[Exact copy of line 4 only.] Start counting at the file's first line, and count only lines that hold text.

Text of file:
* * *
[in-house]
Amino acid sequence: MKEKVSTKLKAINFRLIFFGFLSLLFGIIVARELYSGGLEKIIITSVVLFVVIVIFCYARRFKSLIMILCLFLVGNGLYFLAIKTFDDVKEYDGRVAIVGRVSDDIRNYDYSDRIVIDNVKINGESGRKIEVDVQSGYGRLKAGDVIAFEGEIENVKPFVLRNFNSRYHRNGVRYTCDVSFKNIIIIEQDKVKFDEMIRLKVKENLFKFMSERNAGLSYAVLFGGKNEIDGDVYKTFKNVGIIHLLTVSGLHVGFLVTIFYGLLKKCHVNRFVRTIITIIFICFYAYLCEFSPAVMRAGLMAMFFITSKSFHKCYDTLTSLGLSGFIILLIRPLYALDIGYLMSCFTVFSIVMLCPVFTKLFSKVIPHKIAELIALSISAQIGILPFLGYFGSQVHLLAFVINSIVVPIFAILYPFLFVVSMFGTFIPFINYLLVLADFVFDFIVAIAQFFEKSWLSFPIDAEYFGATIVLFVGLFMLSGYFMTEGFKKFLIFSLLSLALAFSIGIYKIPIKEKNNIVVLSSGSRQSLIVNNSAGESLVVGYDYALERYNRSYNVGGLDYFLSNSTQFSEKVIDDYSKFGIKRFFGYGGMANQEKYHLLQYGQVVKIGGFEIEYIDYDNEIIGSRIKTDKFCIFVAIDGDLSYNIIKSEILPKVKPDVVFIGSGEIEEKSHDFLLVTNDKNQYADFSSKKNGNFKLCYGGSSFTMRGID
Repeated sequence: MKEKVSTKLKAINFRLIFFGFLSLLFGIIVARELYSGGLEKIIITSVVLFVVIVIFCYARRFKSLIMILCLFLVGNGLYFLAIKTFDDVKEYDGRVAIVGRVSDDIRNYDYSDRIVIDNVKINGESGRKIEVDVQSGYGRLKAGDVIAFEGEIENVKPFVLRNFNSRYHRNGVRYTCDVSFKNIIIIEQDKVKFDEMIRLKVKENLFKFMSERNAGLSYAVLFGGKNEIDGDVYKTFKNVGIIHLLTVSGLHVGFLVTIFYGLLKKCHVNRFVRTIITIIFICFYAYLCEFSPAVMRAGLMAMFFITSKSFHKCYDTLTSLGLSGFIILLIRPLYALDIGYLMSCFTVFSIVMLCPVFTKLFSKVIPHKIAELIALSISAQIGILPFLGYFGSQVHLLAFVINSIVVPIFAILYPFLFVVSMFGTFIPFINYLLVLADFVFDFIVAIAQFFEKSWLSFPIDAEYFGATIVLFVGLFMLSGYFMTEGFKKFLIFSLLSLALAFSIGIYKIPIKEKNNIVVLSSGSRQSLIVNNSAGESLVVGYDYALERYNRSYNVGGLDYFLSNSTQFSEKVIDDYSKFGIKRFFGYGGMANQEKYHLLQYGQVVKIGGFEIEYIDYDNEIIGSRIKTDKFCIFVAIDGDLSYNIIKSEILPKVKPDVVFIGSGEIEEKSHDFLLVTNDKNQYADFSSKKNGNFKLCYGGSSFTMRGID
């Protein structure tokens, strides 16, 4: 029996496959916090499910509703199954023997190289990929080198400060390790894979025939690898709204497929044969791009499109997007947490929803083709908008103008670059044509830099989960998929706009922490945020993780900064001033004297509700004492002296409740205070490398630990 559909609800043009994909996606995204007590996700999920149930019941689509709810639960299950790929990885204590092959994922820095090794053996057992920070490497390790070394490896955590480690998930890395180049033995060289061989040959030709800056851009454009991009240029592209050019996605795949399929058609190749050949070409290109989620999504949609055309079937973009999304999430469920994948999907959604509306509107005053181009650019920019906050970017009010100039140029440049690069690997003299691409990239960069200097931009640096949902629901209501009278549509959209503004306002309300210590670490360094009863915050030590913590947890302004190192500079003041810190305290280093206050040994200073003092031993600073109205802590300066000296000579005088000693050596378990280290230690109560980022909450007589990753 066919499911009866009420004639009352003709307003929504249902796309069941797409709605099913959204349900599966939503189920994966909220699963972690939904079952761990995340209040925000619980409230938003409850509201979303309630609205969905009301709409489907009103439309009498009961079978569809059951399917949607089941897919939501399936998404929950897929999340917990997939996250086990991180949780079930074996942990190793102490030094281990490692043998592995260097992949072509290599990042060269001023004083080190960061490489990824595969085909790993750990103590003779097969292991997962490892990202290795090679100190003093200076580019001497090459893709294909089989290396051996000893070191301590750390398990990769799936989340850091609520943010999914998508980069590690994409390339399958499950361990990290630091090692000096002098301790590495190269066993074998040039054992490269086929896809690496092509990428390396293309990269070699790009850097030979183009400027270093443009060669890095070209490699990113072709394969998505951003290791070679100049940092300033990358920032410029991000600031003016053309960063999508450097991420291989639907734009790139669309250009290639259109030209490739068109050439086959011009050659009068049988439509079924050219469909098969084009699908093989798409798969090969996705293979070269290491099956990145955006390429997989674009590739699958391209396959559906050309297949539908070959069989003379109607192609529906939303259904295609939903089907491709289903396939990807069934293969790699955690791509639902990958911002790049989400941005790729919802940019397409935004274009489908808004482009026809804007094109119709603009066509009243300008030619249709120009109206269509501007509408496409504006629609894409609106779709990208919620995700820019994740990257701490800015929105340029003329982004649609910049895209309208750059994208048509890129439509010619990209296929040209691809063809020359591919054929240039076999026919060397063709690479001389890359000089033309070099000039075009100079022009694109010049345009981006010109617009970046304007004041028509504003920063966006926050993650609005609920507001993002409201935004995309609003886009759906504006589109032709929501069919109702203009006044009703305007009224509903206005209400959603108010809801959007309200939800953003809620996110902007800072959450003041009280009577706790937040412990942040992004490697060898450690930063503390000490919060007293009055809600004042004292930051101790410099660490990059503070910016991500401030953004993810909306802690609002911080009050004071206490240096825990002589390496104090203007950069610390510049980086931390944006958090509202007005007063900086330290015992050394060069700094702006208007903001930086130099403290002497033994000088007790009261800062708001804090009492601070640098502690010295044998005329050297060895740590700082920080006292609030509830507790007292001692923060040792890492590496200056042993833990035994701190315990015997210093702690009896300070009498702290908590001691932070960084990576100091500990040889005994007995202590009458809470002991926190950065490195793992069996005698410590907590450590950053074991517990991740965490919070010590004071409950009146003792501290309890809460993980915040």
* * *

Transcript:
């Protein structure tokens, strides 16, 4: 029996496959916090499910509703199954023997190289990929080198400060390790894979025939690898709204497929044969791009499109997007947490929803083709908008103008670059044509830099989960998929706009922490945020993780900064001033004297509700004492002296409740205070490398630990 559909609800043009994909996606995204007590996700999920149930019941689509709810639960299950790929990885204590092959994922820095090794053996057992920070490497390790070394490896955590480690998930890395180049033995060289061989040959030709800056851009454009991009240029592209050019996605795949399929058609190749050949070409290109989620999504949609055309079937973009999304999430469920994948999907959604509306509107005053181009650019920019906050970017009010100039140029440049690069690997003299691409990239960069200097931009640096949902629901209501009278549509959209503004306002309300210590670490360094009863915050030590913590947890302004190192500079003041810190305290280093206050040994200073003092031993600073109205802590300066000296000579005088000693050596378990280290230690109560980022909450007589990753 066919499911009866009420004639009352003709307003929504249902796309069941797409709605099913959204349900599966939503189920994966909220699963972690939904079952761990995340209040925000619980409230938003409850509201979303309630609205969905009301709409489907009103439309009498009961079978569809059951399917949607089941897919939501399936998404929950897929999340917990997939996250086990991180949780079930074996942990190793102490030094281990490692043998592995260097992949072509290599990042060269001023004083080190960061490489990824595969085909790993750990103590003779097969292991997962490892990202290795090679100190003093200076580019001497090459893709294909089989290396051996000893070191301590750390398990990769799936989340850091609520943010999914998508980069590690994409390339399958499950361990990290630091090692000096002098301790590495190269066993074998040039054992490269086929896809690496092509990428390396293309990269070699790009850097030979183009400027270093443009060669890095070209490699990113072709394969998505951003290791070679100049940092300033990358920032410029991000600031003016053309960063999508450097991420291989639907734009790139669309250009290639259109030209490739068109050439086959011009050659009068049988439509079924050219469909098969084009699908093989798409798969090969996705293979070269290491099956990145955006390429997989674009590739699958391209396959559906050309297949539908070959069989003379109607192609529906939303259904295609939903089907491709289903396939990807069934293969790699955690791509639902990958911002790049989400941005790729919802940019397409935004274009489908808004482009026809804007094109119709603009066509009243300008030619249709120009109206269509501007509408496409504006629609894409609106779709990208919620995700820019994740990257701490800015929105340029003329982004649609910049895209309208750059994208048509890129439509010619990209296929040209691809063809020359591919054929240039076999026919060397063709690479001389890359000089033309070099000039075009100079022009694109010049345009981006010109617009970046304007004041028509504003920063966006926050993650609005609920507001993002409201935004995309609003886009759906504006589109032709929501069919109702203009006044009703305007009224509903206005209400959603108010809801959007309200939800953003809620996110902007800072959450003041009280009577706790937040412990942040992004490697060898450690930063503390000490919060007293009055809600004042004292930051101790410099660490990059503070910016991500401030953004993810909306802690609002911080009050004071206490240096825990002589390496104090203007950069610390510049980086931390944006958090509202007005007063900086330290015992050394060069700094702006208007903001930086130099403290002497033994000088007790009261800062708001804090009492601070640098502690010295044998005329050297060895740590700082920080006292609030509830507790007292001692923060040792890492590496200056042993833990035994701190315990015997210093702690009896300070009498702290908590001691932070960084990576100091500990040889005994007995202590009458809470002991926190950065490195793992069996005698410590907590450590950053074991517990991740965490919070010590004071409950009146003792501290309890809460993980915040």